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A Half Marathon

Half marathons are becoming more and more popular and there are events most weekends across the UK. If you are looking for a challenge it might be something for you, especially if you have already tried a 5k or even 10k. A half marathon tends to be the next step after a 10k. To get to 13.1 miles would be a real achievement but it would not be so far that the training would be the only thing you have time for in your free time!

To train for a half marathon, it is important to have a regular running schedule. You should be looking at doing 3 or 4 runs each week. This will enable you to get fit enough to be able to do all 13.1 miles. It is also advised that you spend at least 10 weeks training for a half marathon.

So how do I train?

In the first instance you need to train regularly and do a sufficient amount of miles to get you body to adjust to running for long periods of time.

Initially you would work towards doing between 10-15 miles during your week and then build towards up to 30 miles a week. Within these runs it is essential to do one long run at an easy pace, which you can increase in length over time. This will help build up your endurance so you can run for a longer amount of time. When you spend longer times running, you get your brain, heart, lungs and muscles ready for your big race – the half marathon!

If you are just starting out, you do not need to be able to do a whole half marathon in training. A good 10 miles will give you enough to get to 13.1 miles on your actual race day. As a beginner your aim should be to complete the 13.1 miles rather than get the fastest time possible. The focus should be on your endurance, keeping going at a safe and moderate pace.

In training, however, you should do a couple of faster runs as this will keep up your endurance when you get tired in the second half of the half marathon. This faster pace could be you running a little faster than your usual 5k pace.

If you have never taken part in a race before, it may be worth signing up to a 5k or 10k so you can get used to the set up. You don’t have to go super fast, just get used to doing a race!

In the month before your half marathon it is good to do a few long runs. When you do these you should run at the same time and have the same foods. You should also wear your race day outfit and look for an issues that may occur.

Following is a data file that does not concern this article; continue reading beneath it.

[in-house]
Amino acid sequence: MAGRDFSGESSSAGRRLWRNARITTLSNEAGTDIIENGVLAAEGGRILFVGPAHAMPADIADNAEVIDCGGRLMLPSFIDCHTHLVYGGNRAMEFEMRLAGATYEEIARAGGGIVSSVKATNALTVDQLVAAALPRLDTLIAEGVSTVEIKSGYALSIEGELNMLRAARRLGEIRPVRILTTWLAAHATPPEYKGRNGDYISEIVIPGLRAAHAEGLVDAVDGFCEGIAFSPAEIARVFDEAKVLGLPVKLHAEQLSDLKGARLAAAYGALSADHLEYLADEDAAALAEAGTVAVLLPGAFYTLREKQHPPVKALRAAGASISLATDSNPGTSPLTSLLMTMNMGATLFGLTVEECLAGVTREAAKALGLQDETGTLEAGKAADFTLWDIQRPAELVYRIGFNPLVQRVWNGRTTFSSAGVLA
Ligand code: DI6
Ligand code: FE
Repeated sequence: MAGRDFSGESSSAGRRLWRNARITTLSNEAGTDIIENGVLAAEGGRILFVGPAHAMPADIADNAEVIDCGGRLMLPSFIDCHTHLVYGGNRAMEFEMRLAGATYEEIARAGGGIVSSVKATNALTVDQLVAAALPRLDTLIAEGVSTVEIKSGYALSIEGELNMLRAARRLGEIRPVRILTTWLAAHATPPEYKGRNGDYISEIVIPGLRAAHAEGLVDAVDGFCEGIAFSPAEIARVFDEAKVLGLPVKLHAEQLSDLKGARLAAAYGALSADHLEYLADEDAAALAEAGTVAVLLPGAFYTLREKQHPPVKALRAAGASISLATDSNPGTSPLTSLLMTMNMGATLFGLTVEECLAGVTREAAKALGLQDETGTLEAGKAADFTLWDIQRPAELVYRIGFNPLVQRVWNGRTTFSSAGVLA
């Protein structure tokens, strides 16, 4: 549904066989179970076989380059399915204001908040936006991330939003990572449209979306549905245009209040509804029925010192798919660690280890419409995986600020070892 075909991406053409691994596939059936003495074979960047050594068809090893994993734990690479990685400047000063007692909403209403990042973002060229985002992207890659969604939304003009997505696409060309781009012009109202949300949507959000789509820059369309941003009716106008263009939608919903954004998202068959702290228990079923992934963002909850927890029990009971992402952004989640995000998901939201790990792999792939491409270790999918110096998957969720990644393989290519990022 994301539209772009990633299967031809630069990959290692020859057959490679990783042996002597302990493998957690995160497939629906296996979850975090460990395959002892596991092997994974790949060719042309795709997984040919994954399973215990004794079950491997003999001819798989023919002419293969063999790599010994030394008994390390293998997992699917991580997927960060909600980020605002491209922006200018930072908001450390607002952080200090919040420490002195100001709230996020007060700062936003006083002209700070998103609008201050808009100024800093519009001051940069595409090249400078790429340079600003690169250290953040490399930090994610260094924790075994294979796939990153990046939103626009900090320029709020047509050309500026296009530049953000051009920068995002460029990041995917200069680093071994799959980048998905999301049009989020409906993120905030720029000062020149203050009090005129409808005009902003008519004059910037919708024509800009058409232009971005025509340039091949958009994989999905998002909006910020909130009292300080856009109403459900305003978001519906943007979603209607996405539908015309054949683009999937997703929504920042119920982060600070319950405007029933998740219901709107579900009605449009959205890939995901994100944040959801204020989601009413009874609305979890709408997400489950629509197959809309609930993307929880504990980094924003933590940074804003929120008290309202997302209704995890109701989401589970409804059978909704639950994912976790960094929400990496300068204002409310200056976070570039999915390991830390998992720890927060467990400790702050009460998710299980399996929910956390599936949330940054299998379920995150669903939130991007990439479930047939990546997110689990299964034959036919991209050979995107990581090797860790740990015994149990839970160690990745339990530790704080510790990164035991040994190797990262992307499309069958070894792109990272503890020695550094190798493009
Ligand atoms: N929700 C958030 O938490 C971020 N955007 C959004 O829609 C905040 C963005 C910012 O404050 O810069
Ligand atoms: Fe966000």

If you want to go faster
Online you can find a number of intermediate or even advanced training plans.
A good aim is to try and get under the 2-hour mark to finish the half marathon.

What to Eat and Drink
You must think carefully about what your body needs before, during and after the half marathon.
If you do not have enough, you will run out of energy.
If you have too much you will need to stop for toilet breaks.
Before: high carb and low fiber usually 3-4 hours before a run. This allows your body time to digest. If your run is first thing you may just have to have a small portion of carbs. Protein is good for a longer run.
During: carbs again. This could be sports drink or energy bars. Try these before the race day so you see how your body responds.
After: carbs and protein. Have these soon after to help with recovery.
Drinking: have enough before, during and after. Under an hour water is ok but more than an hour an energy drink would help.

How to be healthy
Increase your miles slowly.
Have enough rest.
Have a rest day.
Alternate between long and short runs.
Try strength training to improve your running.
Listen to your body –if your body is hurting, take it easy!

Keeping motivated
Train with a friend or a group.
Get plenty of rest to help your body recover.
Think positive and train yourself mentally!
Do not over train. It can soon wear you down.

What to Wear
You will need a good pair of trainers, a top, shorts/cut offs, socks (and a sports bra).
Synthetic materials, which breathe and wick moisture are ideal.
You will be more comfortable reduce the risk of chaffage if you avoid cotton.
You can also get a vest that can carry your phone, keys, water etc.
You might need to think about a hat/sunglasses or a jacket.
A GPS tracker might be useful to keep an eye on your distance.
Vaseline can help fight against chaffage.

After Your Half Marathon
For every mile that you run, you should allow one day to recover.
When you feel you are not stiff or sore than you can go out on some easy runs.
Maybe take a break from structured training for a while – this can help you prepare better for your next running challenge physically and mentally.


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